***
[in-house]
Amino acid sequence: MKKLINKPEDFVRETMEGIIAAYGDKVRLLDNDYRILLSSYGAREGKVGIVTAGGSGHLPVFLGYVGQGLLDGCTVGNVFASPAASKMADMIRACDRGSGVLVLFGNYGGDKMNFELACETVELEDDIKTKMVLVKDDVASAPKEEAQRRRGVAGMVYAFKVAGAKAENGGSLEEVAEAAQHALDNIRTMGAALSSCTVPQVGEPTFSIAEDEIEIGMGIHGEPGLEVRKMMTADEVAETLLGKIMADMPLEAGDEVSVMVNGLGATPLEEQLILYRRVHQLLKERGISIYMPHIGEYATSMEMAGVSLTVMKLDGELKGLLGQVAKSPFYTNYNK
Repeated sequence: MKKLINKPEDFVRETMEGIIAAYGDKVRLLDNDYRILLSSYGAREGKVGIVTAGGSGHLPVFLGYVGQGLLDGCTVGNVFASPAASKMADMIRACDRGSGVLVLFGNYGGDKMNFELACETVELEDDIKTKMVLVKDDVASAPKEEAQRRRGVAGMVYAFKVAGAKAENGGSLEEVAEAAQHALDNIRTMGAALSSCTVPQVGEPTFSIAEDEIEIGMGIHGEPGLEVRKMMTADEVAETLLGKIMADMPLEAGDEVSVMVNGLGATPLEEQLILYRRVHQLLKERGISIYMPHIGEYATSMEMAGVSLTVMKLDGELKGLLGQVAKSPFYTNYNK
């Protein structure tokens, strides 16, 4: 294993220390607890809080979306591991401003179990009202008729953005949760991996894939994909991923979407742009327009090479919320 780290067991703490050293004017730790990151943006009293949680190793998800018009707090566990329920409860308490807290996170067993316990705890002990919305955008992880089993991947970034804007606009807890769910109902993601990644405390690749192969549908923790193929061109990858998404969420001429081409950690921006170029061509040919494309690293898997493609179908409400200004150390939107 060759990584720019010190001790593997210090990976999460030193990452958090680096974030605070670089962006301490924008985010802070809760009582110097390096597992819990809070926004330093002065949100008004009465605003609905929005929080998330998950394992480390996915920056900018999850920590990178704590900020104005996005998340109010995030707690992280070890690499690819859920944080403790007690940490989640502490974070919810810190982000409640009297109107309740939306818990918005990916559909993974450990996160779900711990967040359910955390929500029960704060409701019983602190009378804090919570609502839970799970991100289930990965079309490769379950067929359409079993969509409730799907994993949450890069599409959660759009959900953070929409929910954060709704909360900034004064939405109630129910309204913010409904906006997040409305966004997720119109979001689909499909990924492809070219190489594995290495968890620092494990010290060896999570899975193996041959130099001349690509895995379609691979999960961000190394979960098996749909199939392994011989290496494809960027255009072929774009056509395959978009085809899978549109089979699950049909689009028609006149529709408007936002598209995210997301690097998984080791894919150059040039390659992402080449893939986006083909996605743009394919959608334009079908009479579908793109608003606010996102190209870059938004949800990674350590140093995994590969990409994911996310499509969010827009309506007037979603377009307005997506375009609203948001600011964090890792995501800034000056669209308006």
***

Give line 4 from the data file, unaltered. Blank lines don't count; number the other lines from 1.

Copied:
């Protein structure tokens, strides 16, 4: 294993220390607890809080979306591991401003179990009202008729953005949760991996894939994909991923979407742009327009090479919320 780290067991703490050293004017730790990151943006009293949680190793998800018009707090566990329920409860308490807290996170067993316990705890002990919305955008992880089993991947970034804007606009807890769910109902993601990644405390690749192969549908923790193929061109990858998404969420001429081409950690921006170029061509040919494309690293898997493609179908409400200004150390939107 060759990584720019010190001790593997210090990976999460030193990452958090680096974030605070670089962006301490924008985010802070809760009582110097390096597992819990809070926004330093002065949100008004009465605003609905929005929080998330998950394992480390996915920056900018999850920590990178704590900020104005996005998340109010995030707690992280070890690499690819859920944080403790007690940490989640502490974070919810810190982000409640009297109107309740939306818990918005990916559909993974450990996160779900711990967040359910955390929500029960704060409701019983602190009378804090919570609502839970799970991100289930990965079309490769379950067929359409079993969509409730799907994993949450890069599409959660759009959900953070929409929910954060709704909360900034004064939405109630129910309204913010409904906006997040409305966004997720119109979001689909499909990924492809070219190489594995290495968890620092494990010290060896999570899975193996041959130099001349690509895995379609691979999960961000190394979960098996749909199939392994011989290496494809960027255009072929774009056509395959978009085809899978549109089979699950049909689009028609006149529709408007936002598209995210997301690097998984080791894919150059040039390659992402080449893939986006083909996605743009394919959608334009079908009479579908793109608003606010996102190209870059938004949800990674350590140093995994590969990409994911996310499509969010827009309506007037979603377009307005997506375009609203948001600011964090890792995501800034000056669209308006």